‘Yes means yes’: Consent to sex standard would change under Nebraska bill

‘Yes means yes’: Consent to sex standard would change under Nebraska bill
Patty Pansing Brooks

Nebraska’s sexual consent standard could shift to “yes means yes.”

Under Legislative Bill 173, introduced by State Sen. Patty Pansing Brooks of Lincoln, there would be no consent to sex if it is not “knowingly, voluntarily, or freely given.” Silence and lack of resistance does not demonstrate consent, Pansing Brooks said. Consent could be given verbally or through overt actions.

“This bill is more than a definitional change,” Pansing Brooks said at Wednesday’s hearing before the Judiciary Committee. “This bill is about empowering survivors of sexual assault to seek justice from their attacker.”

Many survivors of sexual assault told their stories at the hearing. One woman testified that while at Doane College, she once consented to having sex with a man. Later, he assumed she’d say yes again, she said.

“After resting and repeating the word ‘no’ a few times, I finally accepted there was no viable way out of the car. The only way I was getting back out of that car was to shut up and take it,” the woman said in written testimony read aloud on her behalf. “Once there was a lack of a verbal ‘no,’ he assumed he was free to do as he pleased.”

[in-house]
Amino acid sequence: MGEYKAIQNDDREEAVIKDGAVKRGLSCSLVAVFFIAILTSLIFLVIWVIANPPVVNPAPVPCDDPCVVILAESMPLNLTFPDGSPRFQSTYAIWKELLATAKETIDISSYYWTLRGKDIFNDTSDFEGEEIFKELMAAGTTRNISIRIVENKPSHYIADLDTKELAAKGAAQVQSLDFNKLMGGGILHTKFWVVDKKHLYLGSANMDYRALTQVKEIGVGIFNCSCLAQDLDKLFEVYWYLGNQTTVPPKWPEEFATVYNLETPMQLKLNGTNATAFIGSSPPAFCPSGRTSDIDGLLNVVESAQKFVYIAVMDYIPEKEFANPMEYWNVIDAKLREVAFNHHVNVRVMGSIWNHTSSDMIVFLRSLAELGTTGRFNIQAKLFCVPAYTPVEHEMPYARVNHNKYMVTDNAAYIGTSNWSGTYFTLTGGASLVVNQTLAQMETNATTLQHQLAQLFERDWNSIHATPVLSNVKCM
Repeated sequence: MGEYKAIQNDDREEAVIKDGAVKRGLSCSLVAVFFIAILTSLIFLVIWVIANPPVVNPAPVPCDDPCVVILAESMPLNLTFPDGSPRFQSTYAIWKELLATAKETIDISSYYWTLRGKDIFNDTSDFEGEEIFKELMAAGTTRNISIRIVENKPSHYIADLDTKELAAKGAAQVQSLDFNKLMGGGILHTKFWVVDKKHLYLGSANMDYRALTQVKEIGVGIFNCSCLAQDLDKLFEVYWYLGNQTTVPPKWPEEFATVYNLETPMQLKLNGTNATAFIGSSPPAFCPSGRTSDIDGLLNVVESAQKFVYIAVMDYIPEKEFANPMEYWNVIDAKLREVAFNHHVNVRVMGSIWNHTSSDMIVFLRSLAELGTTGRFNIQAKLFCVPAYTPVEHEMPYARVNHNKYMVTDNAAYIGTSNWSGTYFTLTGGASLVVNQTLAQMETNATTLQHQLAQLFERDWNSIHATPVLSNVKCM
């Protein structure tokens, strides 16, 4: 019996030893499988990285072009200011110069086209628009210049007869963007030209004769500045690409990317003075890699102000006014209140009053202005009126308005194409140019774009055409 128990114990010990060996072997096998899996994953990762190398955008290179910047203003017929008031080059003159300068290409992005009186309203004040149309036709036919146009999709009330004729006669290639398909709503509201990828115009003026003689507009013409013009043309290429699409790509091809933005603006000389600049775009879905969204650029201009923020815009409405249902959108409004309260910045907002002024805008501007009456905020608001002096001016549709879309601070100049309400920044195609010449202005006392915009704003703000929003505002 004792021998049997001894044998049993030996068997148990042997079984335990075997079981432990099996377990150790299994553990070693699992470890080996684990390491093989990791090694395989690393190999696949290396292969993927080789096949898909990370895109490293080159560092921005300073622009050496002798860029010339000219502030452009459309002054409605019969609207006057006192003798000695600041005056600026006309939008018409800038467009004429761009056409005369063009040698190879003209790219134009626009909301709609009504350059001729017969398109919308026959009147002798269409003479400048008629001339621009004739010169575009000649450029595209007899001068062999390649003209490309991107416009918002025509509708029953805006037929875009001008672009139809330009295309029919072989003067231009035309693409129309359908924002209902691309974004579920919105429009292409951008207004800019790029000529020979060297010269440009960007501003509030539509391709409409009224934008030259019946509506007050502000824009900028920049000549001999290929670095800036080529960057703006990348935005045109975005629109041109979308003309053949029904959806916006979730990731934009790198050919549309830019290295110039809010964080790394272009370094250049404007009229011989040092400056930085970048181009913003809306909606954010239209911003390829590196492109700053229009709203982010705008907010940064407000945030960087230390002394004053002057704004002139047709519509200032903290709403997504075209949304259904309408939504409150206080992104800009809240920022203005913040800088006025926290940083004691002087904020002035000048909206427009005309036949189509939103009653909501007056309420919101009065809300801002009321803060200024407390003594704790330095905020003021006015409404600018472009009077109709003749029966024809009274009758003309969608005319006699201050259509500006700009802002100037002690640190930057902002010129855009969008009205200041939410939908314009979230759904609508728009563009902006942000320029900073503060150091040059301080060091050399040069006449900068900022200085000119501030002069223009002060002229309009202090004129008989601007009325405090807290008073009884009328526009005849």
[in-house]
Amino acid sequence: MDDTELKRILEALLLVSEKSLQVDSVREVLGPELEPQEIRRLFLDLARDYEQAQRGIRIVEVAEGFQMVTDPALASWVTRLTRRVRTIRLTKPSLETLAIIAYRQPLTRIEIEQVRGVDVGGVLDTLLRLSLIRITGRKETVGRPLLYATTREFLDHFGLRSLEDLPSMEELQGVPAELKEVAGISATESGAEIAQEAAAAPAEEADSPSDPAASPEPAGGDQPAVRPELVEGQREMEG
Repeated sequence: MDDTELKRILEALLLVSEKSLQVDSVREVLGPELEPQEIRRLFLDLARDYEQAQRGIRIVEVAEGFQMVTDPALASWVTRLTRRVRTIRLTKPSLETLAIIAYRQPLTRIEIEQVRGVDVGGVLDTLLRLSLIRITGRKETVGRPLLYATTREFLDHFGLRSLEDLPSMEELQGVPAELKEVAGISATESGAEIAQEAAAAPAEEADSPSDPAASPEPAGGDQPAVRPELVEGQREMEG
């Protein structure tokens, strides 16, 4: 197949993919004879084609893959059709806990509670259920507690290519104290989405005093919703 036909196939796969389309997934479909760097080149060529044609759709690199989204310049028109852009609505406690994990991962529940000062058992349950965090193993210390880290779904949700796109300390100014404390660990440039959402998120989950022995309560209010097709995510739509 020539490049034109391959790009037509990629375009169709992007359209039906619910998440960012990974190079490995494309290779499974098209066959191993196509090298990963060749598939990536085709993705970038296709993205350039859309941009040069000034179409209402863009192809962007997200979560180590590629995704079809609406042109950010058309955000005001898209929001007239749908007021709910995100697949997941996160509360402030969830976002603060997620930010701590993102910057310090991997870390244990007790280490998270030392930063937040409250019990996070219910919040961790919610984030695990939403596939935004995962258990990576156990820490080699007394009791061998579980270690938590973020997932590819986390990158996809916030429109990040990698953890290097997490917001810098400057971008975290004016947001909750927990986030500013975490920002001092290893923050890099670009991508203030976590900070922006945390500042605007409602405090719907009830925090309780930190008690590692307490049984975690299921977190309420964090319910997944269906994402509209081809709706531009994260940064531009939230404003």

Consent can’t be assumed just because it had been given before, Pansing Brooks said.

An opponent of the bill and Omaha Sen. Ernie Chambers said the bill wouldn’t properly address some unclear situations, like drunken encounters and situations where affirmative consent is originally given but then a person has a change of mind.

“The reality is, it’s subtle,” said Spike Eickholt of the Nebraska Criminal Defense Attorney Association. He also said the current law isn’t as loose as Pansing Brooks suggests.

The committee also heard bills on:

Human trafficking.

  • The statute of limitations for human trafficking would be extended to seven years if the victim was an adult, and eliminated entirely if the victim was a juvenile, under LB 519, introduced by Peru Sen. Julie Slama. It would also allow the use of wiretapping in human trafficking investigations.

Consent by minors.

  • Using consent by people under the age of 18 would not be allowed in civil actions regarding sexual assaults, under LB 478, introduced by Omaha Sen. Tony Vargas.

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